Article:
2 February 2009

Exposure metering lock – what the manual doesn’t tell you

Only the evaluative metering pattern locks the exposure when focus is achieved
Canon EOS cameras have a choice of ambient light metering patterns available when you shoot in the creative zone modes; P, Tv, Av, M, A-DEP. Most cameras feature Evaluative, Center-weighted, Partial and Spot metering choices. One of the hidden gems in the Canon engineers’ wisdom is that there are two different approaches to automatic exposure lock that depend on the metering pattern employed. If you use the focus lock and recompose technique in your photography you need to read this.

center-weighted metering patternWith evaluative metering and one-shot AF the camera will lock the exposure reading at the same time as the AF locks. You can prove this yourself, put your camera in one-shot AF and evaluative metering pattern. Then half press the shutter and once the focus is found keep your finger on the shutter and recompose your scene with a significant change of brightness, point the camera skyward for example. You should see that the shutter speed and aperture don’t change. To prove this we set up a test scene and pointed the centre AF point at the 7 in 70-200 on the lens and took a picture, then we repeated the shot and once focus lock was acheived moved the camera to put the centre AF point over the black strap on the edge of the camera. Surprise - or not - both shots have the same exposure settings.

IMG_0931  IMG_0932

Both shots, 1/30s at f/5.6 - autofocus lock while framing with the 70 on lens at the centre AF point, exposure locks with the focus.

spot metering patternIf you are using Spot, Partial or Center-weighted metering, then the camera doesn’t lock the exposure until the shutter is pressed to take the picture. This means if you use focus lock and recompose then once the AF is complete and locked the metering isn’t. If your recomposed shot is significantly different in brightness then you will have the exposure for the recomposed scene not the focus locked scene. This can be a significant difference with spot or partial metering. Imagine you thought you took a spot meter reading from a persons face, focussed and locked the focus on the eyes then recomposed to put the person off centre for composition, except the person is in front of a black background. You just got over exposed skin tones in your picture.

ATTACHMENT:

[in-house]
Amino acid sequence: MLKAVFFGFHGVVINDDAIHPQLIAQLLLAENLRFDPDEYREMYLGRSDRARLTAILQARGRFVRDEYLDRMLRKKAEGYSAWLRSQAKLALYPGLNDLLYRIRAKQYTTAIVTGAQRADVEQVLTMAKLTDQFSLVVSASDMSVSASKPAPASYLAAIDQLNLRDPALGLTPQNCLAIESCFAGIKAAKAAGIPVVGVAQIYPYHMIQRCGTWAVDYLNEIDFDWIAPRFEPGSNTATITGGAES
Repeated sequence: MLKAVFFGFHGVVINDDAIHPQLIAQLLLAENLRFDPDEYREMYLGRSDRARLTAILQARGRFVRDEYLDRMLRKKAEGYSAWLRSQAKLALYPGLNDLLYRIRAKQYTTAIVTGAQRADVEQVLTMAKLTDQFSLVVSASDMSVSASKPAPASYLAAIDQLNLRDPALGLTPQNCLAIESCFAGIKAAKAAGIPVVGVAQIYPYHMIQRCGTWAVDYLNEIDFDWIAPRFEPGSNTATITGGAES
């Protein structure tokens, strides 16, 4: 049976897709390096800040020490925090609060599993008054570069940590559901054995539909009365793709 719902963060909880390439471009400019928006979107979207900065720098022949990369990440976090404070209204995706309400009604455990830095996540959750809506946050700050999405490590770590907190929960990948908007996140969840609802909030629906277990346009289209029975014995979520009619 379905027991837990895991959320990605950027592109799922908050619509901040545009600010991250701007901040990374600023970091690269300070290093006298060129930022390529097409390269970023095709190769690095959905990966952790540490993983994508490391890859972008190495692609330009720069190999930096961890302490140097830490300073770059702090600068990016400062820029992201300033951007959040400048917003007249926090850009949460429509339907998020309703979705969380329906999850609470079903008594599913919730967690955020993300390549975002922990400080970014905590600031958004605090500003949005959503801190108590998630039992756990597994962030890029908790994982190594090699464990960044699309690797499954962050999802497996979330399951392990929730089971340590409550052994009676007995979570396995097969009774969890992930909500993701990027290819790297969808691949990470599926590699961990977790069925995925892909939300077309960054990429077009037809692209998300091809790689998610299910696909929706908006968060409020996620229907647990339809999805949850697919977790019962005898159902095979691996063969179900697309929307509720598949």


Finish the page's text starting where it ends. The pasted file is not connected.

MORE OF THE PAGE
Back to the test scene and partial metering, though spot, partial and center-weighted all exhibit the same behaviour.

IMG_0929  IMG_0930

left image: focus lock on the lens, exposure 1/40s at f/5.6
right image: focus lock on the lens, recompose on the strap, exposure 1/13s at f/5.6

Exposure lockSo how to overcome this? The answer is right under your thumb actually, the button marked with the * symbol is the exposure lock. You may need to make use of this when you use Spot, Partial or Center-weighted metering.

Got an EOS-1D series camera? On these models you can choose to have the spot meter reading point linked to the active AF point. If you use this AF point linked spot metering with automatic AF point selection then you may have less problems since the spot meter is most likely on the main subject of your pictures.

This post all applies to one-shot AF, if you use AI servo AF then there’s no automatic focus lock in any metering mode. Also in Manual exposure mode there's also no exposure lock at any time. Check the function availability table towards the back of your camera instruction book.

In another article we’ll cover custom functions for ‘back button focus’ which also has a bearing on when and how the AF and AE settings are locked; don’t you just love interdependencies.

If you follow our twitter feed you may be expecting flash posts, this is laying the ground for those.


1 comment:

Anonymous said...

This i absolutely right! I have recently started using a lot more of the creative settings and metering modes other that evaluative. Now I understand why my exposures are sometimes off in theses modes. I tend to do a lot of recomposing, so i will now remember to use the exposure lock button. Thanks!